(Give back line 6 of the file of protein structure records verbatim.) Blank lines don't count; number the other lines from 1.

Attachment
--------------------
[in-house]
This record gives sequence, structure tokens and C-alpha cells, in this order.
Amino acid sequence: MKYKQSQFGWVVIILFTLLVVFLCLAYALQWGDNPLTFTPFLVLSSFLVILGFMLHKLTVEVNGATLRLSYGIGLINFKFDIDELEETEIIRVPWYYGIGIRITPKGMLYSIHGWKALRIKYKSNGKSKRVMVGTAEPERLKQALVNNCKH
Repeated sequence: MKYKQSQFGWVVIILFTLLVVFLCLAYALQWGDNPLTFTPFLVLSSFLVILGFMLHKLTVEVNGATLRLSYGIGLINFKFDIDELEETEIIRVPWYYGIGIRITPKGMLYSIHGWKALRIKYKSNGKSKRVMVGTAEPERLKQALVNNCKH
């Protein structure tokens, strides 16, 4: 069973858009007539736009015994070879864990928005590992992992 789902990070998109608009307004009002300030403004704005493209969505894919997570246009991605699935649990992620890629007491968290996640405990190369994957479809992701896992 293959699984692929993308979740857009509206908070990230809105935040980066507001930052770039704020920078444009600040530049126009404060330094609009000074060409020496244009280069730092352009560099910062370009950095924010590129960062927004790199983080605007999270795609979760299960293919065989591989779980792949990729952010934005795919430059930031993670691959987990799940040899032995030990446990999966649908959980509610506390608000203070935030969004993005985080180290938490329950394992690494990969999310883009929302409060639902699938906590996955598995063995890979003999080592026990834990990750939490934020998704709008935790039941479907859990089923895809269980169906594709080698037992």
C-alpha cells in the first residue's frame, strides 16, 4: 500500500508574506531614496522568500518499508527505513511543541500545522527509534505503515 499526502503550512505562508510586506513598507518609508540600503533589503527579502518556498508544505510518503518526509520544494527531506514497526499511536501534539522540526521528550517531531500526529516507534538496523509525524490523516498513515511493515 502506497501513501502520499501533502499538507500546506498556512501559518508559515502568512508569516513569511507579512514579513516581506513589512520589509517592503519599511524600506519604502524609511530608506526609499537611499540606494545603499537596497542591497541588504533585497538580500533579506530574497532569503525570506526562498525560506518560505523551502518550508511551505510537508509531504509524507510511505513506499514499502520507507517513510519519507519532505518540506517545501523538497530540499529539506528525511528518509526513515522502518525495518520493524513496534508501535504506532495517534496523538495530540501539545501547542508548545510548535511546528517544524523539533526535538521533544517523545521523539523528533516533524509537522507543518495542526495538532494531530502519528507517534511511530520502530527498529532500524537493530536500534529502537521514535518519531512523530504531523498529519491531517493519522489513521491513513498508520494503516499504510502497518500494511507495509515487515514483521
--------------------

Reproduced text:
C-alpha cells in the first residue's frame, strides 16, 4: 500500500508574506531614496522568500518499508527505513511543541500545522527509534505503515 499526502503550512505562508510586506513598507518609508540600503533589503527579502518556498508544505510518503518526509520544494527531506514497526499511536501534539522540526521528550517531531500526529516507534538496523509525524490523516498513515511493515 502506497501513501502520499501533502499538507500546506498556512501559518508559515502568512508569516513569511507579512514579513516581506513589512520589509517592503519599511524600506519604502524609511530608506526609499537611499540606494545603499537596497542591497541588504533585497538580500533579506530574497532569503525570506526562498525560506518560505523551502518550508511551505510537508509531504509524507510511505513506499514499502520507507517513510519519507519532505518540506517545501523538497530540499529539506528525511528518509526513515522502518525495518520493524513496534508501535504506532495517534496523538495530540501539545501547542508548545510548535511546528517544524523539533526535538521533544517523545521523539523528533516533524509537522507543518495542526495538532494531530502519528507517534511511530520502530527498529532500524537493530536500534529502537521514535518519531512523530504531523498529519491531517493519522489513521491513513498508520494503516499504510502497518500494511507495509515487515514483521